A special meeting of NATO ambassadors on Friday (4 September) condemned the poisoning of Russian opposition leader Alexei Navalny as an “unacceptable breach of international law” and announced “consultations on further steps regarding Russia”. It, however, stopped short of sanctions like in the 2018 Skripal case.
Western leaders have demanded answers from the Kremlin after Berlin earlier this week revealed “unequivocal evidence” that Navalny had been afflicted by the infamous Soviet-era nerve agent Novichok.
The same substance was used against Russian ex-double agent Sergei Skripal and his daughter in Salisbury, England in 2018, and Germany’s claim prompted widespread condemnation.
The Skripal case, considered the first offensive use of chemical weapons in Europe since World War II, had prompted NATO to cut the size of its Russian mission by a third from 30 to 20, removing accreditation from seven Russian accredited staff and rejecting three other pending applications.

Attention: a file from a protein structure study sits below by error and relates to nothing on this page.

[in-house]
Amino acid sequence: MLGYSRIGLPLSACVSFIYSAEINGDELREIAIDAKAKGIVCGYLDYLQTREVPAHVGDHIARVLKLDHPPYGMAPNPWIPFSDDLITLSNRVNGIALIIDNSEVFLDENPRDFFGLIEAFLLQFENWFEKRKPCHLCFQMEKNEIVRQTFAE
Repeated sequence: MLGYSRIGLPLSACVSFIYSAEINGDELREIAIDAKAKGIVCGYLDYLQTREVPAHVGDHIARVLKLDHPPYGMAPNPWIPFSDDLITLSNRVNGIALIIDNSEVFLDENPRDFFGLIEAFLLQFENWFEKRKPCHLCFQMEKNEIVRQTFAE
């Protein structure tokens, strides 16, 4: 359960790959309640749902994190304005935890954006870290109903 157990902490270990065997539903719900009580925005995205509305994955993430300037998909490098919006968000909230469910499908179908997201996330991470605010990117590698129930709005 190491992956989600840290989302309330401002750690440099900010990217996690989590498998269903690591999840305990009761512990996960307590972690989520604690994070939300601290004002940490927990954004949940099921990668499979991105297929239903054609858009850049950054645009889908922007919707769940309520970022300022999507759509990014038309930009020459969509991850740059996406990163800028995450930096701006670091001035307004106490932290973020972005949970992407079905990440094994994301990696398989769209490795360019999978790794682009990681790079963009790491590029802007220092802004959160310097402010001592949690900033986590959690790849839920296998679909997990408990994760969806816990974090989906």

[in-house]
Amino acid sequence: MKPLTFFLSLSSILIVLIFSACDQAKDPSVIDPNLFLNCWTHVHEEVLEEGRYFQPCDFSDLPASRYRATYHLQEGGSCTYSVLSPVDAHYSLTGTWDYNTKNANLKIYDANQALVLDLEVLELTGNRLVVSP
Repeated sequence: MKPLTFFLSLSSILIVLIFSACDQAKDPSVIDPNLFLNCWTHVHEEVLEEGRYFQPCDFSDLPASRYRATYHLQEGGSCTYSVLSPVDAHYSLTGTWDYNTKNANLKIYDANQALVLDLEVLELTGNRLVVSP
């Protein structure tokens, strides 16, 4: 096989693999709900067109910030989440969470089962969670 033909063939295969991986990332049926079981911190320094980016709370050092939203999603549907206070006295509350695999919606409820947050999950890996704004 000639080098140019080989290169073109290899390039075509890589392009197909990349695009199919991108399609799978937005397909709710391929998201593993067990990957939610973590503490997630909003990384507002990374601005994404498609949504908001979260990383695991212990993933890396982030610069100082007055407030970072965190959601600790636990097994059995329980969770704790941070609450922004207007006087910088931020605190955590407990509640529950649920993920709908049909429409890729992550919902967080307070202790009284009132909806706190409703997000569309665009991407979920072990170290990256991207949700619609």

Back then, Stoltenberg called the move “a clear and very strong message that there was a cost to Russia’s reckless actions”.
The move came after more than 20 western allies ordered the expulsion of dozens of Russian diplomats in response to the nerve agent attack in the UK in a show of solidarity that so far represents the biggest blow to Russian intelligence networks in the West since the Cold War.
NATO had made a similar move in 2015, in response to the Russian annexation of Crimea. Before that, there were 60 personnel at its Belgian headquarters.
EU hesitant on sanctions
At the same time, the EU said the use of chemical weapons “is completely unacceptable under any circumstances (and) constitutes a serious breach of international law and international human rights standards.”
EU’s chief diplomat Josep Borrell earlier on Thursday (3 September) called on Moscow to cooperate with an international probe into the poisoning and said the bloc would not rule out sanctions.
The European Commission said on Thursday (3 September), the bloc could slap new sanctions on Moscow only after a probe reveals who was responsible for what Germany says was the deliberate poisoning.
[Edited by Benjamin Fox]